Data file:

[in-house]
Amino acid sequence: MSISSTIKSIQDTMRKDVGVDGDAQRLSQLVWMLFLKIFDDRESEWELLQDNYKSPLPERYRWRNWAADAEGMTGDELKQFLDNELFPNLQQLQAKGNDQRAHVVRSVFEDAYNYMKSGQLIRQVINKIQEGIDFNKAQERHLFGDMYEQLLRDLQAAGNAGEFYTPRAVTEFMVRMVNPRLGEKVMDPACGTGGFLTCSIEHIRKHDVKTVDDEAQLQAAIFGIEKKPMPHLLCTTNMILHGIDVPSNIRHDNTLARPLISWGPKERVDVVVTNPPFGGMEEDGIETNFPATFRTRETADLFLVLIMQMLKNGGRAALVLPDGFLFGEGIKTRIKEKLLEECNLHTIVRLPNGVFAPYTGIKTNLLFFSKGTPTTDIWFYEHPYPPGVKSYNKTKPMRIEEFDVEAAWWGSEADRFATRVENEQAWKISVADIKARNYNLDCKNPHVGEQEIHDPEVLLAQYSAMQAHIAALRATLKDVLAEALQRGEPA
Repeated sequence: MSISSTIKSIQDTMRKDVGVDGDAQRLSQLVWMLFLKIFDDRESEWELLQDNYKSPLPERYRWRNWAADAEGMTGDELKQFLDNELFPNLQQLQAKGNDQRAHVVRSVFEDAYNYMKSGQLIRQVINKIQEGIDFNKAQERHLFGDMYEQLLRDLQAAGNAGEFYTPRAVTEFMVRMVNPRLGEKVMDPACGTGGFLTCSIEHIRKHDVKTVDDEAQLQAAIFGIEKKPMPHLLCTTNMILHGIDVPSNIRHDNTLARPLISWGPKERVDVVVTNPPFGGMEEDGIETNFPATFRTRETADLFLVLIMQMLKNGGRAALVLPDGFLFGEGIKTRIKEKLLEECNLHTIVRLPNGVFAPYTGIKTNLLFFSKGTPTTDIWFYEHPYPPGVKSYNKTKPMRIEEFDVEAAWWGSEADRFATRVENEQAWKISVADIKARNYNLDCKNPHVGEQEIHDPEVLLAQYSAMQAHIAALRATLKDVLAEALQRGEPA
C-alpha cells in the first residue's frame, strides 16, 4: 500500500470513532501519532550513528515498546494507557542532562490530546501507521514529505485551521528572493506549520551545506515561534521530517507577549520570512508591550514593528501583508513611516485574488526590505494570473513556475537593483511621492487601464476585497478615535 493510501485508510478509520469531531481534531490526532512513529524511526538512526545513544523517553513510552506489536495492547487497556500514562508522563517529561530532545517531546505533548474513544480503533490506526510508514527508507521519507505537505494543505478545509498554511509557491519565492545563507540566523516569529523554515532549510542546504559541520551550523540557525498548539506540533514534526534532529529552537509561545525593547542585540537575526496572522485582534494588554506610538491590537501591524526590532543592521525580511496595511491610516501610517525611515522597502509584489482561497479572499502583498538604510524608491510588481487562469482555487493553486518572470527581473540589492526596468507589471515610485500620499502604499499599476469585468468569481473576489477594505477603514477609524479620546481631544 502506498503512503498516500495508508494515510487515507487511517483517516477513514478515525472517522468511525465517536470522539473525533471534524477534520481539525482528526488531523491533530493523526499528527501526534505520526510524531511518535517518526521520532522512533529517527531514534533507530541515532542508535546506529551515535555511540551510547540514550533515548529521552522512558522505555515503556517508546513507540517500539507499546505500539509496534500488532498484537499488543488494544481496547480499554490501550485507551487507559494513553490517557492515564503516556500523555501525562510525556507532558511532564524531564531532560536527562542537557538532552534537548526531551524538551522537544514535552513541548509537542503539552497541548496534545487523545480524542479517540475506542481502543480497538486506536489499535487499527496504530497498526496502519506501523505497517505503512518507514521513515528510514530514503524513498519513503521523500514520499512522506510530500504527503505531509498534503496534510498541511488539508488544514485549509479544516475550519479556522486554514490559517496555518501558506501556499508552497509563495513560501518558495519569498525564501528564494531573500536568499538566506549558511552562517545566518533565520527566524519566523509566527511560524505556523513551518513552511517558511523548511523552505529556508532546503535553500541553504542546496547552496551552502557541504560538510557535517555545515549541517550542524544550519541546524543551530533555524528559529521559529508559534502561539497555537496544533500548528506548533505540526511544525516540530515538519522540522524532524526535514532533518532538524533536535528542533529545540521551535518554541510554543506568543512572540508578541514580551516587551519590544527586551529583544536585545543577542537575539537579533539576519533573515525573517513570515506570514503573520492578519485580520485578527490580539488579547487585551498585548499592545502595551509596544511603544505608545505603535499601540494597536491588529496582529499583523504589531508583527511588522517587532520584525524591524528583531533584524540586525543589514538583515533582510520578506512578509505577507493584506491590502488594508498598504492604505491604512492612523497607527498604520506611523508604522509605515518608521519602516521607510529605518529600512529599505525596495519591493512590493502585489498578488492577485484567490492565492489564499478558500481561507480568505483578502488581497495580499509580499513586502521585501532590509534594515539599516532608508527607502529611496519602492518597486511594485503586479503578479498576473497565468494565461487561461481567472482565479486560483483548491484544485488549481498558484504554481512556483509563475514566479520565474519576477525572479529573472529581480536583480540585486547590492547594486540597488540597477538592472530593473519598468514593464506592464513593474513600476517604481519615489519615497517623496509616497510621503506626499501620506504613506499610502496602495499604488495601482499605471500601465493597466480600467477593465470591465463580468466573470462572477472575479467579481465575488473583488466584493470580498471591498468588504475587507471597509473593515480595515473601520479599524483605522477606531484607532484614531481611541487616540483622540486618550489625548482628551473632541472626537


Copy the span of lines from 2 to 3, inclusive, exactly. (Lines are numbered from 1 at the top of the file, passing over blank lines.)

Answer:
Amino acid sequence: MSISSTIKSIQDTMRKDVGVDGDAQRLSQLVWMLFLKIFDDRESEWELLQDNYKSPLPERYRWRNWAADAEGMTGDELKQFLDNELFPNLQQLQAKGNDQRAHVVRSVFEDAYNYMKSGQLIRQVINKIQEGIDFNKAQERHLFGDMYEQLLRDLQAAGNAGEFYTPRAVTEFMVRMVNPRLGEKVMDPACGTGGFLTCSIEHIRKHDVKTVDDEAQLQAAIFGIEKKPMPHLLCTTNMILHGIDVPSNIRHDNTLARPLISWGPKERVDVVVTNPPFGGMEEDGIETNFPATFRTRETADLFLVLIMQMLKNGGRAALVLPDGFLFGEGIKTRIKEKLLEECNLHTIVRLPNGVFAPYTGIKTNLLFFSKGTPTTDIWFYEHPYPPGVKSYNKTKPMRIEEFDVEAAWWGSEADRFATRVENEQAWKISVADIKARNYNLDCKNPHVGEQEIHDPEVLLAQYSAMQAHIAALRATLKDVLAEALQRGEPA
Repeated sequence: MSISSTIKSIQDTMRKDVGVDGDAQRLSQLVWMLFLKIFDDRESEWELLQDNYKSPLPERYRWRNWAADAEGMTGDELKQFLDNELFPNLQQLQAKGNDQRAHVVRSVFEDAYNYMKSGQLIRQVINKIQEGIDFNKAQERHLFGDMYEQLLRDLQAAGNAGEFYTPRAVTEFMVRMVNPRLGEKVMDPACGTGGFLTCSIEHIRKHDVKTVDDEAQLQAAIFGIEKKPMPHLLCTTNMILHGIDVPSNIRHDNTLARPLISWGPKERVDVVVTNPPFGGMEEDGIETNFPATFRTRETADLFLVLIMQMLKNGGRAALVLPDGFLFGEGIKTRIKEKLLEECNLHTIVRLPNGVFAPYTGIKTNLLFFSKGTPTTDIWFYEHPYPPGVKSYNKTKPMRIEEFDVEAAWWGSEADRFATRVENEQAWKISVADIKARNYNLDCKNPHVGEQEIHDPEVLLAQYSAMQAHIAALRATLKDVLAEALQRGEPA